Lately, I’ve been struggling with the amount of “stuff” in the house.  This year, like no other, I’m dreading the influx of the new stuff that Christmas traditionally represents.  To my delight, something was going around work  recently on things we can do towards a sustainable Christmas.  One of the ideas pushed was to cut down on the stuff being passed about in favour of experience, or intangibles, and that is SO speaking my language lately.

So, this year, the present buying I’m in charge of is taking a real intangibles bent.  I’m pouring over service aggregation sites like redballon, and targeting queries to places where my gift recipients live (mostly Brisbane and Cairns).

I’m also looking into other options like supporting threatened and endangered species, which includes trying to match people against animals I know they like, and sponsoring support programs on their behalf.

For instance, I recently learned that 2012 has been a very rough year for our native Koala, and its conservation status has downgraded from ‘vulnerable’ to ‘threatened’. Programs like adopting a koala and bushland restoration are now options that I’m considering for friends and family who are keen on koalas.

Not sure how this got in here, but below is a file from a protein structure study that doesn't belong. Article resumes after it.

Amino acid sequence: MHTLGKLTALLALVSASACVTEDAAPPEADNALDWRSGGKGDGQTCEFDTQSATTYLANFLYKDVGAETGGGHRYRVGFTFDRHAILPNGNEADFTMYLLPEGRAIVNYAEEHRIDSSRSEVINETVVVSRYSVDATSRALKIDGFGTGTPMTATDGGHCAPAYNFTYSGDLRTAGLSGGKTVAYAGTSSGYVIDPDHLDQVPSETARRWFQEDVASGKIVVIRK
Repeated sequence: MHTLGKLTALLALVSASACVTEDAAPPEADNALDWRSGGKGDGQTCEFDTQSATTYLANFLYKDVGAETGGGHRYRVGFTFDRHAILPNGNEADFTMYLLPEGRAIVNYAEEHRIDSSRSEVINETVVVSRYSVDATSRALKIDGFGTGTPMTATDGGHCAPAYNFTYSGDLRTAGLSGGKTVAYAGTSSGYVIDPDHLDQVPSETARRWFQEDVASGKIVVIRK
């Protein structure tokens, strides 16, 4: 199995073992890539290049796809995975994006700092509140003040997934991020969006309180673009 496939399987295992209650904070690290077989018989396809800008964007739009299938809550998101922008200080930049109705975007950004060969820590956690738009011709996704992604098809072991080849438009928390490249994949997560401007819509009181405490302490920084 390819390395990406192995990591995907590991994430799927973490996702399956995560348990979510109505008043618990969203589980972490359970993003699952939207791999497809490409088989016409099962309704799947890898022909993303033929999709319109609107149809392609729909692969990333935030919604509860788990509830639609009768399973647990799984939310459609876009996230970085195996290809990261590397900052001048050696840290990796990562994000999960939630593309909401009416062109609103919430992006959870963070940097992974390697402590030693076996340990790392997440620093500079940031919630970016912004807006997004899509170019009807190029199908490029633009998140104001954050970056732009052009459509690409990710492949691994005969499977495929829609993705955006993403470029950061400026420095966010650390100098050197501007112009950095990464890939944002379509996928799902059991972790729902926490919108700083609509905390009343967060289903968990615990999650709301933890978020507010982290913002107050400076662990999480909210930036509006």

I was also recently sitting in on a presentation from a researcher specialising in tree carbon dioxide uptake.  I learned that there is a carbon dioxide tipping point for vegetation, that once passed, cause them to absorb less carbon dioxide, triggering systemic collapse.  This researcher was arguing that for certain susceptible species, it’s already demonstrably happening.

Now, this presentation spooked me. Consequently, what I’m also looking for in terms of presents are options to do with carbon sequestering.  The Carbon Offset Guide of Australia has been a useful aggregation site.  My personal preferences come to the fore now, and I’m most interested in local options that involve forestry development.